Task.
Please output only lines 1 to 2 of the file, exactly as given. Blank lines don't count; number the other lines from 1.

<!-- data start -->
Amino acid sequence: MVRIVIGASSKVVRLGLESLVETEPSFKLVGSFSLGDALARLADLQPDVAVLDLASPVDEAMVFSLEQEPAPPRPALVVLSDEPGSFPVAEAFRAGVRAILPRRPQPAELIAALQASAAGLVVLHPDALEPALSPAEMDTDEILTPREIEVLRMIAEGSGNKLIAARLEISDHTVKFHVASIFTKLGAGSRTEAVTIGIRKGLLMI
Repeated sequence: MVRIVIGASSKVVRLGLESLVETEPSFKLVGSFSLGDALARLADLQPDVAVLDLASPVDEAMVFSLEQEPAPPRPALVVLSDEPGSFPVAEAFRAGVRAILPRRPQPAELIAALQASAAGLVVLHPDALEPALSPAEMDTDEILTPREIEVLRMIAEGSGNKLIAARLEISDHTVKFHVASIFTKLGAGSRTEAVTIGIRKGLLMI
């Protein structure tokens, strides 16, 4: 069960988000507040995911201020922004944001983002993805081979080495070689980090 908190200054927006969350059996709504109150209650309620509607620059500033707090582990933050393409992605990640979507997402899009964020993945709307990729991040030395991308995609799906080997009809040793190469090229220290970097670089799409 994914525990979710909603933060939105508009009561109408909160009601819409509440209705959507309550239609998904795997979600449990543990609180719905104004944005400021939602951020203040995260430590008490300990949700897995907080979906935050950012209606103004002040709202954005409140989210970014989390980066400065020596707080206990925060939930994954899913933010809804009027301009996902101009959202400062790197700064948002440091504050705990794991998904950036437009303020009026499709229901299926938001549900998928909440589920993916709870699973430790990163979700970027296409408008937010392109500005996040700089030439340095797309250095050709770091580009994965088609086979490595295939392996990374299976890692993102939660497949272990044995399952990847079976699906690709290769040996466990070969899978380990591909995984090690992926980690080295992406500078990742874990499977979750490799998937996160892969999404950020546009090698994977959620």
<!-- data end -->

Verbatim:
Amino acid sequence: MVRIVIGASSKVVRLGLESLVETEPSFKLVGSFSLGDALARLADLQPDVAVLDLASPVDEAMVFSLEQEPAPPRPALVVLSDEPGSFPVAEAFRAGVRAILPRRPQPAELIAALQASAAGLVVLHPDALEPALSPAEMDTDEILTPREIEVLRMIAEGSGNKLIAARLEISDHTVKFHVASIFTKLGAGSRTEAVTIGIRKGLLMI
Repeated sequence: MVRIVIGASSKVVRLGLESLVETEPSFKLVGSFSLGDALARLADLQPDVAVLDLASPVDEAMVFSLEQEPAPPRPALVVLSDEPGSFPVAEAFRAGVRAILPRRPQPAELIAALQASAAGLVVLHPDALEPALSPAEMDTDEILTPREIEVLRMIAEGSGNKLIAARLEISDHTVKFHVASIFTKLGAGSRTEAVTIGIRKGLLMI